“You can’t go home again,” wrote Thomas Wolfe. Tell that to the Zionists who to this day claim the Land of Israel as the homeland of the Jewish people. Just as the Land of Israel exists, Palestine still exists, and will always exist as along as Palestinian Arabs remember it and wish its continued existence. I simply cannot fathom how any Zionist cannot understand this. Imagine the Romans saying to the Jews of their time, “Wishing to return to Jerusalem is personally offensive to us. Why isn’t Aelia Capitolina on your map? You lost. Get over it.” Would that carry any weight with Jews then or during the ages? Would it carry any weight with Zionists today?”

At Barnard the Students for Justice in Palestine hung a banner stating, “Stand for Justice, Stand for Palestine,” (see above) and the administration took it down.

I don’t want to get into the free speech vs. private institution issue. If I did, I would say that I am pretty much a free speech absolutist, especially when it comes to college campuses.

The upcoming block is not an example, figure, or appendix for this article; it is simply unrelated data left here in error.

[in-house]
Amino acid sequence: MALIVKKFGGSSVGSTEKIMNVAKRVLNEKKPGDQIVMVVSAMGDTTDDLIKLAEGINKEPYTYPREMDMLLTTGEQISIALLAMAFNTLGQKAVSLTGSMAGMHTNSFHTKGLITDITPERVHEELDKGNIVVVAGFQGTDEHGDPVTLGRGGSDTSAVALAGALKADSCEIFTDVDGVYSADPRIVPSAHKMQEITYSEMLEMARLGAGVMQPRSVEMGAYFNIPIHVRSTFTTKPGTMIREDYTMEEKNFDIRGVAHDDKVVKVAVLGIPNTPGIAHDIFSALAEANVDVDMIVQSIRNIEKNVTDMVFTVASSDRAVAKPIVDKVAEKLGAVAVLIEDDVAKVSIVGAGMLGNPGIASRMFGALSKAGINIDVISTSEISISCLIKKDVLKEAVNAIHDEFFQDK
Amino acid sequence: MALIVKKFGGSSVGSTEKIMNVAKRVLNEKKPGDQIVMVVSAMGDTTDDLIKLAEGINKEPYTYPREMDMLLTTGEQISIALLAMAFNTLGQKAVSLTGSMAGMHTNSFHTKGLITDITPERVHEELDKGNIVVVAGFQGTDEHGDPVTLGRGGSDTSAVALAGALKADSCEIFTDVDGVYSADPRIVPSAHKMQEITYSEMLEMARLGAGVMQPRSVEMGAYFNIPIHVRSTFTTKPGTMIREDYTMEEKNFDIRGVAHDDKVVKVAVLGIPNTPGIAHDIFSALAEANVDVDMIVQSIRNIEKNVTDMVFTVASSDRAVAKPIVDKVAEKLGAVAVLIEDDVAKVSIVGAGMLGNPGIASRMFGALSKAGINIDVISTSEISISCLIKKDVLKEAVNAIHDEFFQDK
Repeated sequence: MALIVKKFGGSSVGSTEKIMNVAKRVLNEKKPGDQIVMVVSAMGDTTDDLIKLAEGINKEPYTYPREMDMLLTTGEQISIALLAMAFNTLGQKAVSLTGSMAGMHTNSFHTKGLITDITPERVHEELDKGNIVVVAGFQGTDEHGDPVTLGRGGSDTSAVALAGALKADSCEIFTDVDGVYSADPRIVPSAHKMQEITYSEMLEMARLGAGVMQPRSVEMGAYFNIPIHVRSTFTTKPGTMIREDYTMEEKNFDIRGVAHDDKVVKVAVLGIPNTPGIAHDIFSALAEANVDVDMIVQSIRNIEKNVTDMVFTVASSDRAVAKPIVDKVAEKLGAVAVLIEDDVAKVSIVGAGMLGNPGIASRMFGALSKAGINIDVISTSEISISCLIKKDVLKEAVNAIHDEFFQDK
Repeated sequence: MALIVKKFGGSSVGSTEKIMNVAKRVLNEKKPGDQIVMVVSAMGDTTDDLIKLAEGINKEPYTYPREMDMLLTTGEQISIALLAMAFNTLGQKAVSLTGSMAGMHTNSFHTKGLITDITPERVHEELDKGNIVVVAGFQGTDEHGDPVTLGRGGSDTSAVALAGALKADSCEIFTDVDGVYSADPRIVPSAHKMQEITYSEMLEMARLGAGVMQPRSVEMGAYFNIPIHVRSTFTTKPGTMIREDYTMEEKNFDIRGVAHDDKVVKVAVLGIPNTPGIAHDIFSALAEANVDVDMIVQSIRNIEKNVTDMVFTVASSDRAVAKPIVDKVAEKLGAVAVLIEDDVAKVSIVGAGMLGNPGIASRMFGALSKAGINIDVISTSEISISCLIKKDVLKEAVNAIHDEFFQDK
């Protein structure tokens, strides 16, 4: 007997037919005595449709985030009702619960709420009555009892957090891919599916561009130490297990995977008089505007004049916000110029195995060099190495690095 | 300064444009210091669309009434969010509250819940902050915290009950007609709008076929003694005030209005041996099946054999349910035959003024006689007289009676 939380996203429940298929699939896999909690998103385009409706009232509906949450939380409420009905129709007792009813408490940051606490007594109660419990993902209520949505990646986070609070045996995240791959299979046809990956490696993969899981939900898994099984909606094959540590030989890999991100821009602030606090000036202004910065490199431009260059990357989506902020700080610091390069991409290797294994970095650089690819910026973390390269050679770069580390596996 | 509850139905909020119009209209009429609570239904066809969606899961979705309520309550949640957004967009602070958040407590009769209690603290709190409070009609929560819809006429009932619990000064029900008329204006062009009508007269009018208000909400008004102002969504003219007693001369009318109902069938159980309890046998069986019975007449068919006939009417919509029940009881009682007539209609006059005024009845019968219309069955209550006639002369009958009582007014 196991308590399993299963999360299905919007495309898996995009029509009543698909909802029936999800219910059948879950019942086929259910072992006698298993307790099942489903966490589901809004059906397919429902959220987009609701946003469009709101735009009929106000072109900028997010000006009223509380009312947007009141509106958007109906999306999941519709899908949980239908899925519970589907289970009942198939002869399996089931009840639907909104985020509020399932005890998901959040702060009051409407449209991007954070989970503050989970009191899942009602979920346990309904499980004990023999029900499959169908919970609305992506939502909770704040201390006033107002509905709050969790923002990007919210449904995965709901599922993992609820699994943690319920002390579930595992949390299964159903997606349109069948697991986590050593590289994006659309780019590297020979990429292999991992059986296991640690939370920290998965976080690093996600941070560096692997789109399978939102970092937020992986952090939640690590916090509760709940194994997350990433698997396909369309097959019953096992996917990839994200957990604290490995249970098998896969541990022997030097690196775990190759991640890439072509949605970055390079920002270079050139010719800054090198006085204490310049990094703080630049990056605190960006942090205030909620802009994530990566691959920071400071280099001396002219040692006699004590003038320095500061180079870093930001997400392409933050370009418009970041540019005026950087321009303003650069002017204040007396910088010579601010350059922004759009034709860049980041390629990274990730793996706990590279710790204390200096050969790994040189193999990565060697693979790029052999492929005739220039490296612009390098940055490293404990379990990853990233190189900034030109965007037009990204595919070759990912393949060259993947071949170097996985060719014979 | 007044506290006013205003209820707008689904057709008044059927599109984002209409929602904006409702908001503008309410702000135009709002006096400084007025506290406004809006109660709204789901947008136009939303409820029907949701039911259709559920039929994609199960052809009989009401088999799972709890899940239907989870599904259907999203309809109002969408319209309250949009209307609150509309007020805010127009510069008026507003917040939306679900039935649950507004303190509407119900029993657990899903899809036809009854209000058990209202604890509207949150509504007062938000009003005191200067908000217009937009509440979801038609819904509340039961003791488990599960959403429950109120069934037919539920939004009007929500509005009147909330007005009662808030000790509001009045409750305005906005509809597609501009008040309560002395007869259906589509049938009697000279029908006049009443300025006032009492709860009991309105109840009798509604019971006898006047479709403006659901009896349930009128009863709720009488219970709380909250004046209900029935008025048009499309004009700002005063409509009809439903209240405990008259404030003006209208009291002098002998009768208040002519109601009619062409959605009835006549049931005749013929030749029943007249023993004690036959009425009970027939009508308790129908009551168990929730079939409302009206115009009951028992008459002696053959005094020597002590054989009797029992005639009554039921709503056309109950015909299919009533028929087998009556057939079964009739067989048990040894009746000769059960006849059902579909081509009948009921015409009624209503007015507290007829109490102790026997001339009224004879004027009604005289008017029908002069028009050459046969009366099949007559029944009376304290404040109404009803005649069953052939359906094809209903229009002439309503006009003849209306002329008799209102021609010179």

I want to talk about the sign itself. I understand why pro-Israel students are disturbed by the sign, but from a moral standpoint, they should get over it. To this day, I am viscerally disturbed by some aspects of Christianity, and going into churches is not easy for me. That’s because as an orthodox Jew, I get that there is a fundamental incommensurability between the two religions,such that if I am right, they are wrong, and vice-versa. But while I do not agree with the belief that Jesus was the messiah, I can’t imagine protesting a banner that expresses this Christian belief. I would oppose, of course, a banner that says, “All Jews/Christians are going to hell” or “Throw the Zionists/Palestinians into the sea”.